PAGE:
In the United States, many communities are left behind or locked out of American prosperity and opportunity – not by accident, but by design.
In recent years, poor urban planning, redlining, and disinvestment are just a few systematic design choices that have entrenched inequity and trauma into entire communities. What does community trauma look like today? Discrimination, intergenerational poverty, lack of job opportunities, lack of access to healthy foods, crumbling infrastructure, substandard housing and education, and high rates of violence – all products of harmful policy decisions and unjust power structures.
Unjust policy and consequential community trauma have a long history in the US.
For example, following slavery, state and local Jim Crow laws codified an apartheid regime that prevailed in Southern states from 1830 to 1965. These discriminatory ‘separate but equal’ policies systematically knit trauma into the fabric of the communities they governed, and set a precedent for current norms regarding policy and investment decisions in under-resourced communities and communities of color. These forms of institutionalized oppression are what we call 'structural violence,' and are a direct contributor to community-level trauma. While seemingly less pernicious today, local, state, and federal systems continue to fail too many communities. From lead poisoning in Flint, the Fruitvale neighborhood of Oakland, and many other cities; to the aftermath of hurricanes Katrina and Sandy; to communities torn apart by immigration raids, examples of structural violence and community trauma abound. When federal, state, and local institutions allow for systemic injustices that create this kind of trauma, a community approach to solutions is needed.
In 2016, Prevention Institute (PI) released a framework to address community trauma, with the support of Kaiser Permanente Northern California Community Benefit.
Adverse Community Experiences and Resilience (ACE|R) lays out a framework for understanding the ways trauma and lack of opportunity shape too many neighborhoods – spreading outward from individuals to encompass youth, the elderly, caregivers, service providers, first responders, and the community as a whole.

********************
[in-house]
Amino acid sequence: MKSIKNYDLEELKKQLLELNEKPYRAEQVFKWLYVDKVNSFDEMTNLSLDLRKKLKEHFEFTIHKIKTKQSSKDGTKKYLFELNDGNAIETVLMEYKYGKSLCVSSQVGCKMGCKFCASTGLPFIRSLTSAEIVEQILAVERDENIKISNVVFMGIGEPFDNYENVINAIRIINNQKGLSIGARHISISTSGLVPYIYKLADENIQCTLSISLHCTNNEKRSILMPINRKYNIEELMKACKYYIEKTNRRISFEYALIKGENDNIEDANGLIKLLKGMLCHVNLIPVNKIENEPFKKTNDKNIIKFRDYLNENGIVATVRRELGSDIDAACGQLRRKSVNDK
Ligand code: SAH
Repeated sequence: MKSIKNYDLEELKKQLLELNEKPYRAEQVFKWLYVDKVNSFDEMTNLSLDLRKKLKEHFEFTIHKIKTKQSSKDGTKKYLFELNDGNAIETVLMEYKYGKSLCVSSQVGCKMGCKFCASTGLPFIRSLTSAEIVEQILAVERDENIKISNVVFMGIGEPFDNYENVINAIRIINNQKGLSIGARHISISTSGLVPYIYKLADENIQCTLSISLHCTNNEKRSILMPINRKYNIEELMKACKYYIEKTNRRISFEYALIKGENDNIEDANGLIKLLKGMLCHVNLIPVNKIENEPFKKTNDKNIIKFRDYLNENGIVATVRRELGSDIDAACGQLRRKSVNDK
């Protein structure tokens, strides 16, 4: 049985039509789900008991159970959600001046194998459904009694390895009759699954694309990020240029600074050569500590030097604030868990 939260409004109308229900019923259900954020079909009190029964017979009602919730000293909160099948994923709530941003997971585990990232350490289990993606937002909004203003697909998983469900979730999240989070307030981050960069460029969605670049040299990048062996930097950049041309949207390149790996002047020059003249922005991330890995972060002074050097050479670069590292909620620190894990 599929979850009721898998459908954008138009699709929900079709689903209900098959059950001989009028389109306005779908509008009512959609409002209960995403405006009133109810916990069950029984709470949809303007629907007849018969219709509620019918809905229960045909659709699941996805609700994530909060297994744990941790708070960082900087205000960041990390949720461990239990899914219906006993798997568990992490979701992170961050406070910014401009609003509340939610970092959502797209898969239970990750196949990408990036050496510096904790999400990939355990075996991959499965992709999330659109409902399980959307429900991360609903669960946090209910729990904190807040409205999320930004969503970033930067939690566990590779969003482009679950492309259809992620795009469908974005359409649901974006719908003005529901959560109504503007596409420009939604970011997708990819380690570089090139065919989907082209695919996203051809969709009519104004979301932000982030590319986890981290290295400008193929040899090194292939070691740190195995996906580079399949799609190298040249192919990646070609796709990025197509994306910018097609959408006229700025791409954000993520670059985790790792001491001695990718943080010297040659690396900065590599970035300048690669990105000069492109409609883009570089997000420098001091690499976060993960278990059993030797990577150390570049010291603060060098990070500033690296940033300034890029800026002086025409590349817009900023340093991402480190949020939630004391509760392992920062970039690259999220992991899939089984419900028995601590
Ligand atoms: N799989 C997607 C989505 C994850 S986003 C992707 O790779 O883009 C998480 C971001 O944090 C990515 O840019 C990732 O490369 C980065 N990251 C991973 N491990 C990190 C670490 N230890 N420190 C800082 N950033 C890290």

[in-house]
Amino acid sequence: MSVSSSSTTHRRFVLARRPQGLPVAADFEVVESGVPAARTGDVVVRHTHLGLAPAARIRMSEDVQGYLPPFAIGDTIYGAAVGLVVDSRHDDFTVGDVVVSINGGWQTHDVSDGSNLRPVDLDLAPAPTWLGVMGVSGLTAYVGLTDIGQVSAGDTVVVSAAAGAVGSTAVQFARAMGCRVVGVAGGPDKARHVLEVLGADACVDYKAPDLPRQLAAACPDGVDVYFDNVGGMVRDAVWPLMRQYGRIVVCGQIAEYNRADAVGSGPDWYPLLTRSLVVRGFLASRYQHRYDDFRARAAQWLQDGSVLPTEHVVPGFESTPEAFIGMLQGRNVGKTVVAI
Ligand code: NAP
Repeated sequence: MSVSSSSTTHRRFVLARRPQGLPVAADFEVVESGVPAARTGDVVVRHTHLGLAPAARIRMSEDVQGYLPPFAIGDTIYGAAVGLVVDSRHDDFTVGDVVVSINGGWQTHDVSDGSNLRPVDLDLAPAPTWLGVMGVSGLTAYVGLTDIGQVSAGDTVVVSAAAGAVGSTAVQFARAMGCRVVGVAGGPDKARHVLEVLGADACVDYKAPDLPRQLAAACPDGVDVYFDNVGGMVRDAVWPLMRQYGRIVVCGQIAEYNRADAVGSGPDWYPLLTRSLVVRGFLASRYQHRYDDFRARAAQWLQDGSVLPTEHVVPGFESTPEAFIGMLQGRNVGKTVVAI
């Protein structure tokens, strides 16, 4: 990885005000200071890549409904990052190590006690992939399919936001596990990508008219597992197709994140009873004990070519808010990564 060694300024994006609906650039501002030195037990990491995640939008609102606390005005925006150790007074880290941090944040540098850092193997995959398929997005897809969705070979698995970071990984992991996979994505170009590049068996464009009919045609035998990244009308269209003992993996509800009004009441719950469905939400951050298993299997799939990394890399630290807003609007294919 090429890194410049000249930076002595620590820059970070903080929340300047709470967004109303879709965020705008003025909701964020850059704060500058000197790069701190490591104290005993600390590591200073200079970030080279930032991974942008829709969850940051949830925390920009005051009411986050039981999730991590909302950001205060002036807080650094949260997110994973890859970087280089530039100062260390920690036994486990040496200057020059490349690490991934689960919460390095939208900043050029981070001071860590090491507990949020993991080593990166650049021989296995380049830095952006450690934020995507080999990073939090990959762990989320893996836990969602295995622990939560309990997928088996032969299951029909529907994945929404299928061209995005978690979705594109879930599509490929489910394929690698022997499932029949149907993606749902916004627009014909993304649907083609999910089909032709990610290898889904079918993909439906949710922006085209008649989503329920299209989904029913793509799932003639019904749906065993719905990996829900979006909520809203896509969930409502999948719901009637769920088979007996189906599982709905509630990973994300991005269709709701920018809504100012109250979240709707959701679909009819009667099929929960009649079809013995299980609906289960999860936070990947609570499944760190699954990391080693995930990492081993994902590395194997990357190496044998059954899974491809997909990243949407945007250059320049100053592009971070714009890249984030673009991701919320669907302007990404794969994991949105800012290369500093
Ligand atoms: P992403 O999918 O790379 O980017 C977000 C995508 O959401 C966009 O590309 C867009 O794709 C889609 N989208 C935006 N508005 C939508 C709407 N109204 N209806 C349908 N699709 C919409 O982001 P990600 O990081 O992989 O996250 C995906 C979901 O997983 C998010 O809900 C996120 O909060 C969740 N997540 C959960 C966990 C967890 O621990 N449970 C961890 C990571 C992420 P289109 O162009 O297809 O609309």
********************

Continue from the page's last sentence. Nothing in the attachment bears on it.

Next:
Community-level trauma is a barrier to achieving healthy, thriving communities.
The ACE|R report presents a framework for addressing and preventing trauma at the community level and outlines specific strategies for healing and building resilience, elicited from those living or working in areas affected by community trauma. Since its release, it has resonated across multiple sectors, including healthcare, mental health, violence prevention, climate change preparedness, and early childhood development, among others.
In the U.S., many communities are incorporating strategies from PI’s report to heal and prevent trauma.
In San Diego, United Women of East Africa is using the ACE|R framework to structure its work on Making Connections for Mental Health and Wellbeing among Men and Boys, an initiative funded by the Movember Foundation and coordinated by PI. Jama Mohamed, program coordinator for the San Diego initiative, describes how community environments can produce and exacerbate trauma among refugees participating in the program: “When you look at a community that has actually experienced trauma, and you put them in an environment like this, it’s not for us to question their behaviors,” he said. “[The refugees] got away from dying [in their home countries] to come to an environment where they have to survive again. We are creating … opportunities for parents, young men and women to find solutions that are culturally competent.”
Other cities where the ACE|R framework is in use include:
- Milwaukee, Wisconsin, where PI is working with the Milwaukee Health Department to reduce the incidence of interpersonal and structural violence, and promote community safety and resilience.
- Oakland, California, where PI is working with the city and other partners to address community trauma and develop training materials based on the ACE|R framework. This work is made possible by a grant from the Substance Abuse and Mental Health Services Administration.
- Tacoma, Washington, and San Diego, California, where Making Connections initiatives use the ACE|R framework to develop strategies that address the community conditions that undermine quality of life for young boys and men of color, including post-traumatic stress disorder, depression, and suicide.
Communities have a long history of taking on the sources of shared trauma and making bold steps to counter injustice at the grassroots level. The goal of the ACE|R framework is to share what’s working and empower communities to connect across sectors to build resilience and heal together.
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Support for development and implementation of the ACE|R framework is provided by Kaiser Permanente Community Benefit.